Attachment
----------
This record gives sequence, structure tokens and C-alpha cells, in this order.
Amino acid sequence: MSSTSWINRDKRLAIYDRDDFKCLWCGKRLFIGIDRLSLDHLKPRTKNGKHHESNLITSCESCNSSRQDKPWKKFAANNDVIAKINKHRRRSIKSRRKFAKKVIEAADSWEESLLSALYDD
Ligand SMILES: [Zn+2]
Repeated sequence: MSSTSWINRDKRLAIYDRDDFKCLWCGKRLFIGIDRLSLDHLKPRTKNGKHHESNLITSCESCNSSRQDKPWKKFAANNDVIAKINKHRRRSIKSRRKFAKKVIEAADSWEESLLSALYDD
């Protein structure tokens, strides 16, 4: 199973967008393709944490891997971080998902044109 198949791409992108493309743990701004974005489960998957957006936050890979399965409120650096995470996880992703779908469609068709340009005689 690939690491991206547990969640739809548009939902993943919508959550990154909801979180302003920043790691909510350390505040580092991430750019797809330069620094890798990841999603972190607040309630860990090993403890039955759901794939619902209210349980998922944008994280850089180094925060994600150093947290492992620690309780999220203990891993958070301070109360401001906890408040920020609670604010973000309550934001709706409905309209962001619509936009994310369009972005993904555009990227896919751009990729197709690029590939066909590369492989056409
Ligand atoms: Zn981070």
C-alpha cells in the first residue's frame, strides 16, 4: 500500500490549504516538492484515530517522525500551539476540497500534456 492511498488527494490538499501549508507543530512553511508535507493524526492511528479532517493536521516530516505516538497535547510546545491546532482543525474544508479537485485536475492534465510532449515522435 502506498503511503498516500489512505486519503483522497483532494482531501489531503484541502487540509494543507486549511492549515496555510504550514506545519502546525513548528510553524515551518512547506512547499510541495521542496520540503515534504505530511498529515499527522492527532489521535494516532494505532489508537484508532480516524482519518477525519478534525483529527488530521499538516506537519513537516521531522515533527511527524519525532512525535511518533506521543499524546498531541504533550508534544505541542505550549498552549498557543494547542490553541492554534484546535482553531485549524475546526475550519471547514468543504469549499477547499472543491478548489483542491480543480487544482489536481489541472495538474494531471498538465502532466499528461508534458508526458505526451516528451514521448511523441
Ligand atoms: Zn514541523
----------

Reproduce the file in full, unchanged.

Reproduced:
This record gives sequence, structure tokens and C-alpha cells, in this order.
Amino acid sequence: MSSTSWINRDKRLAIYDRDDFKCLWCGKRLFIGIDRLSLDHLKPRTKNGKHHESNLITSCESCNSSRQDKPWKKFAANNDVIAKINKHRRRSIKSRRKFAKKVIEAADSWEESLLSALYDD
Ligand SMILES: [Zn+2]
Repeated sequence: MSSTSWINRDKRLAIYDRDDFKCLWCGKRLFIGIDRLSLDHLKPRTKNGKHHESNLITSCESCNSSRQDKPWKKFAANNDVIAKINKHRRRSIKSRRKFAKKVIEAADSWEESLLSALYDD
């Protein structure tokens, strides 16, 4: 199973967008393709944490891997971080998902044109 198949791409992108493309743990701004974005489960998957957006936050890979399965409120650096995470996880992703779908469609068709340009005689 690939690491991206547990969640739809548009939902993943919508959550990154909801979180302003920043790691909510350390505040580092991430750019797809330069620094890798990841999603972190607040309630860990090993403890039955759901794939619902209210349980998922944008994280850089180094925060994600150093947290492992620690309780999220203990891993958070301070109360401001906890408040920020609670604010973000309550934001709706409905309209962001619509936009994310369009972005993904555009990227896919751009990729197709690029590939066909590369492989056409
Ligand atoms: Zn981070």
C-alpha cells in the first residue's frame, strides 16, 4: 500500500490549504516538492484515530517522525500551539476540497500534456 492511498488527494490538499501549508507543530512553511508535507493524526492511528479532517493536521516530516505516538497535547510546545491546532482543525474544508479537485485536475492534465510532449515522435 502506498503511503498516500489512505486519503483522497483532494482531501489531503484541502487540509494543507486549511492549515496555510504550514506545519502546525513548528510553524515551518512547506512547499510541495521542496520540503515534504505530511498529515499527522492527532489521535494516532494505532489508537484508532480516524482519518477525519478534525483529527488530521499538516506537519513537516521531522515533527511527524519525532512525535511518533506521543499524546498531541504533550508534544505541542505550549498552549498557543494547542490553541492554534484546535482553531485549524475546526475550519471547514468543504469549499477547499472543491478548489483542491480543480487544482489536481489541472495538474494531471498538465502532466499528461508534458508526458505526451516528451514521448511523441
Ligand atoms: Zn514541523